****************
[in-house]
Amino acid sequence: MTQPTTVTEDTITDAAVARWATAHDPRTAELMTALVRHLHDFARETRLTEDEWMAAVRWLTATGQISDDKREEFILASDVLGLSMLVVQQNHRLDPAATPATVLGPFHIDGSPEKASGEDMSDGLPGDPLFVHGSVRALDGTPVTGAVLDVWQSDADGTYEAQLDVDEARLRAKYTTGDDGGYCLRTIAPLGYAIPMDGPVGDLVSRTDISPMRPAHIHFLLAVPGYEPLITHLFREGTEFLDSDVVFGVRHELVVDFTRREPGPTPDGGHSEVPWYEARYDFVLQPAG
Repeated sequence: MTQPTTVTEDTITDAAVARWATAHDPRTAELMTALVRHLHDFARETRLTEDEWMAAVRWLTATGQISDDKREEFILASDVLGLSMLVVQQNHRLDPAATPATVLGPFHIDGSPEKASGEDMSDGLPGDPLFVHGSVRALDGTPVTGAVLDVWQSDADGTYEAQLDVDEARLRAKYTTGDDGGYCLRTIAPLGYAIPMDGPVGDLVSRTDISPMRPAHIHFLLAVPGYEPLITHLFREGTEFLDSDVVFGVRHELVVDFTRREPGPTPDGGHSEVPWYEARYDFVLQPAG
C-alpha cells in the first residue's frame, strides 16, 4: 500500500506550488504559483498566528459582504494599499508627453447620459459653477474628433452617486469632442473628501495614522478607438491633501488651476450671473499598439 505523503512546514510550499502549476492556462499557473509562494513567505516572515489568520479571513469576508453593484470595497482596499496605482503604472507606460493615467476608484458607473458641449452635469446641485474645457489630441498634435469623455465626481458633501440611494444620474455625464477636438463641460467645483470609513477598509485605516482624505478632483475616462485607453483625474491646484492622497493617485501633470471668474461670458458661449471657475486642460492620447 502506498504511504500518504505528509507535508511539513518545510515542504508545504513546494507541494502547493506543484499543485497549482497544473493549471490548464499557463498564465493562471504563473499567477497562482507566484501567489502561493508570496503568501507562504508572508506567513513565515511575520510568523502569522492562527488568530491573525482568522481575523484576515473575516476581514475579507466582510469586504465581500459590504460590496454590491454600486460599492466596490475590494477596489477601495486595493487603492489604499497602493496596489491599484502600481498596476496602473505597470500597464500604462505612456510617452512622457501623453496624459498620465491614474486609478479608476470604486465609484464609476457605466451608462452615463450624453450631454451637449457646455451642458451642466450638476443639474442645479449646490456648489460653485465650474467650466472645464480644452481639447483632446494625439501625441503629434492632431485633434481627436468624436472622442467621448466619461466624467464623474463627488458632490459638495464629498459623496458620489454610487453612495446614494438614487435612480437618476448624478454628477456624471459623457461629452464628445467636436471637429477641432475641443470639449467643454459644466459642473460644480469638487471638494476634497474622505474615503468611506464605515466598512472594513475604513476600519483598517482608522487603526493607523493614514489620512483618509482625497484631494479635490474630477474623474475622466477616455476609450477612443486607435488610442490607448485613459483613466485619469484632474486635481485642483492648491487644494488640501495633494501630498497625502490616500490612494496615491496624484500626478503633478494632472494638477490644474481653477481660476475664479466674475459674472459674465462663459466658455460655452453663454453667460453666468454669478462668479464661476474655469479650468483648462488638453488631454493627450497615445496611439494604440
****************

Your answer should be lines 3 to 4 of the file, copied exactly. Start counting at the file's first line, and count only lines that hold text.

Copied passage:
Repeated sequence: MTQPTTVTEDTITDAAVARWATAHDPRTAELMTALVRHLHDFARETRLTEDEWMAAVRWLTATGQISDDKREEFILASDVLGLSMLVVQQNHRLDPAATPATVLGPFHIDGSPEKASGEDMSDGLPGDPLFVHGSVRALDGTPVTGAVLDVWQSDADGTYEAQLDVDEARLRAKYTTGDDGGYCLRTIAPLGYAIPMDGPVGDLVSRTDISPMRPAHIHFLLAVPGYEPLITHLFREGTEFLDSDVVFGVRHELVVDFTRREPGPTPDGGHSEVPWYEARYDFVLQPAG
C-alpha cells in the first residue's frame, strides 16, 4: 500500500506550488504559483498566528459582504494599499508627453447620459459653477474628433452617486469632442473628501495614522478607438491633501488651476450671473499598439 505523503512546514510550499502549476492556462499557473509562494513567505516572515489568520479571513469576508453593484470595497482596499496605482503604472507606460493615467476608484458607473458641449452635469446641485474645457489630441498634435469623455465626481458633501440611494444620474455625464477636438463641460467645483470609513477598509485605516482624505478632483475616462485607453483625474491646484492622497493617485501633470471668474461670458458661449471657475486642460492620447 502506498504511504500518504505528509507535508511539513518545510515542504508545504513546494507541494502547493506543484499543485497549482497544473493549471490548464499557463498564465493562471504563473499567477497562482507566484501567489502561493508570496503568501507562504508572508506567513513565515511575520510568523502569522492562527488568530491573525482568522481575523484576515473575516476581514475579507466582510469586504465581500459590504460590496454590491454600486460599492466596490475590494477596489477601495486595493487603492489604499497602493496596489491599484502600481498596476496602473505597470500597464500604462505612456510617452512622457501623453496624459498620465491614474486609478479608476470604486465609484464609476457605466451608462452615463450624453450631454451637449457646455451642458451642466450638476443639474442645479449646490456648489460653485465650474467650466472645464480644452481639447483632446494625439501625441503629434492632431485633434481627436468624436472622442467621448466619461466624467464623474463627488458632490459638495464629498459623496458620489454610487453612495446614494438614487435612480437618476448624478454628477456624471459623457461629452464628445467636436471637429477641432475641443470639449467643454459644466459642473460644480469638487471638494476634497474622505474615503468611506464605515466598512472594513475604513476600519483598517482608522487603526493607523493614514489620512483618509482625497484631494479635490474630477474623474475622466477616455476609450477612443486607435488610442490607448485613459483613466485619469484632474486635481485642483492648491487644494488640501495633494501630498497625502490616500490612494496615491496624484500626478503633478494632472494638477490644474481653477481660476475664479466674475459674472459674465462663459466658455460655452453663454453667460453666468454669478462668479464661476474655469479650468483648462488638453488631454493627450497615445496611439494604440